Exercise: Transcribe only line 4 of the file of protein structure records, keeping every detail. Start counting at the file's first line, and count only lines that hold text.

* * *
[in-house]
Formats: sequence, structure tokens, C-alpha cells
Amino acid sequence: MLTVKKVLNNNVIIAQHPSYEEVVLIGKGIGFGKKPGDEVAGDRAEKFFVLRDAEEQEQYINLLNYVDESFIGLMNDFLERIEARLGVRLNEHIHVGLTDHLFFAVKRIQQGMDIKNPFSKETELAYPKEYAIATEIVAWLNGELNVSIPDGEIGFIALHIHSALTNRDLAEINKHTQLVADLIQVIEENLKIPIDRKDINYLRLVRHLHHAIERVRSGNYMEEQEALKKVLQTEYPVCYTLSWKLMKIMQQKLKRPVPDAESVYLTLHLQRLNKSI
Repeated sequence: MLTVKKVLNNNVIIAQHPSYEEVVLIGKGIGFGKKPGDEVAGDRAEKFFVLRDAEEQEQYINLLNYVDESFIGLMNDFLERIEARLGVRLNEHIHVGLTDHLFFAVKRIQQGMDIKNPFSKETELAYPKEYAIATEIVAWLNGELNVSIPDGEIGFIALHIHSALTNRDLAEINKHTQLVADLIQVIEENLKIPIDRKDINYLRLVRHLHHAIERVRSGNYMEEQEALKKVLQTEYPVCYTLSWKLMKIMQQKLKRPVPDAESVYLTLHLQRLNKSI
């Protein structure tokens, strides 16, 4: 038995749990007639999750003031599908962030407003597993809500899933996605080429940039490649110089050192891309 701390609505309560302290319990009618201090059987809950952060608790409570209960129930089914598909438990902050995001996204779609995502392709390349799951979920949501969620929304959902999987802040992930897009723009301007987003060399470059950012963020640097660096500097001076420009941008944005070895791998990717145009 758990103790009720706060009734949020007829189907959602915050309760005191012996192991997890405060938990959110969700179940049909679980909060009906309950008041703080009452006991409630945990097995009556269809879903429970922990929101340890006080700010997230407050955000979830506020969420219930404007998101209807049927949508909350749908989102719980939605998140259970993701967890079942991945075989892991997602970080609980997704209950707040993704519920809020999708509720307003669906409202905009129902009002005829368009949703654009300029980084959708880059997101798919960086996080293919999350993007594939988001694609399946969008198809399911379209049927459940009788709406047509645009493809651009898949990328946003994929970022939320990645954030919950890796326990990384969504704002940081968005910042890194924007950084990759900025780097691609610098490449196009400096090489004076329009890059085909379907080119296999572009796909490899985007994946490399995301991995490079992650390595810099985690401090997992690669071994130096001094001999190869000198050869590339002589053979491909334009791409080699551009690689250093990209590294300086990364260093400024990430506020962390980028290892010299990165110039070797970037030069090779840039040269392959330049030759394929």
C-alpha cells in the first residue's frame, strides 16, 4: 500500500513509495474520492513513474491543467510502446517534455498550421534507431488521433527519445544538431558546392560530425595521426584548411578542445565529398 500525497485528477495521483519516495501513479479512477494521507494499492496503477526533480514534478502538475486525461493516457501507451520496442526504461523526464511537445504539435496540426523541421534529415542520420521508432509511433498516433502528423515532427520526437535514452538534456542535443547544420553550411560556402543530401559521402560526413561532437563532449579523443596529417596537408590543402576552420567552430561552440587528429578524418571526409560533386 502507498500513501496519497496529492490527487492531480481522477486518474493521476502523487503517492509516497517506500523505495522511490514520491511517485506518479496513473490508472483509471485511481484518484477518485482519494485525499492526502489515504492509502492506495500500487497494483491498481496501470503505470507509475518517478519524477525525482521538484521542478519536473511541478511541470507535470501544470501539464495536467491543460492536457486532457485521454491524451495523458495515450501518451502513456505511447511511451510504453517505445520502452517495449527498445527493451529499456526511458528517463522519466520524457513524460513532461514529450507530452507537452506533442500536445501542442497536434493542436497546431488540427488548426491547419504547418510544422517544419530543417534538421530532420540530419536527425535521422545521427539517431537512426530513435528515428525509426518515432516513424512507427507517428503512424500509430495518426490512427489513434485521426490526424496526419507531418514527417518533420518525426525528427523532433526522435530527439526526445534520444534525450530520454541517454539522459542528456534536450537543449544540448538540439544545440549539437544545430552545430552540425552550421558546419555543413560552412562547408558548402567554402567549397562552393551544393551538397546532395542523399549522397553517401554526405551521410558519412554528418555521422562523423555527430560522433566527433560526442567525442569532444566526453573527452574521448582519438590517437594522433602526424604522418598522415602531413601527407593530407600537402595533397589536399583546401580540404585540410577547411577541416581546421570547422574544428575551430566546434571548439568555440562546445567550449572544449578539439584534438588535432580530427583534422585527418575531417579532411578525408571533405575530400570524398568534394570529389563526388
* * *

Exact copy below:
Repeated sequence: MLTVKKVLNNNVIIAQHPSYEEVVLIGKGIGFGKKPGDEVAGDRAEKFFVLRDAEEQEQYINLLNYVDESFIGLMNDFLERIEARLGVRLNEHIHVGLTDHLFFAVKRIQQGMDIKNPFSKETELAYPKEYAIATEIVAWLNGELNVSIPDGEIGFIALHIHSALTNRDLAEINKHTQLVADLIQVIEENLKIPIDRKDINYLRLVRHLHHAIERVRSGNYMEEQEALKKVLQTEYPVCYTLSWKLMKIMQQKLKRPVPDAESVYLTLHLQRLNKSI